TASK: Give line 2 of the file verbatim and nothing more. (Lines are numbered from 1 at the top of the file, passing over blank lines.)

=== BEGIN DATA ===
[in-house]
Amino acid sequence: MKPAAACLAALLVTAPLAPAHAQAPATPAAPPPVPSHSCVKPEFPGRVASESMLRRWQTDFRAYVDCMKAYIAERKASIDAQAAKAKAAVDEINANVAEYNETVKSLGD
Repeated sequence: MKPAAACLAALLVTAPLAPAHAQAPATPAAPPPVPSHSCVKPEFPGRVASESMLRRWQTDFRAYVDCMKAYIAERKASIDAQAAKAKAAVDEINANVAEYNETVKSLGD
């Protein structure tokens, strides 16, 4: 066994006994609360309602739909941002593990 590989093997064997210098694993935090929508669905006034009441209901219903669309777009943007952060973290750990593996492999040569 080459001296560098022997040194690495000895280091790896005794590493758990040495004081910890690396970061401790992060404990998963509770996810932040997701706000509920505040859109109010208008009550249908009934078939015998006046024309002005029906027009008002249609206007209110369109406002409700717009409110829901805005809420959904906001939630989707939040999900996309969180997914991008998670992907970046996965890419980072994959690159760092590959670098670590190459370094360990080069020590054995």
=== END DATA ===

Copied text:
Amino acid sequence: MKPAAACLAALLVTAPLAPAHAQAPATPAAPPPVPSHSCVKPEFPGRVASESMLRRWQTDFRAYVDCMKAYIAERKASIDAQAAKAKAAVDEINANVAEYNETVKSLGD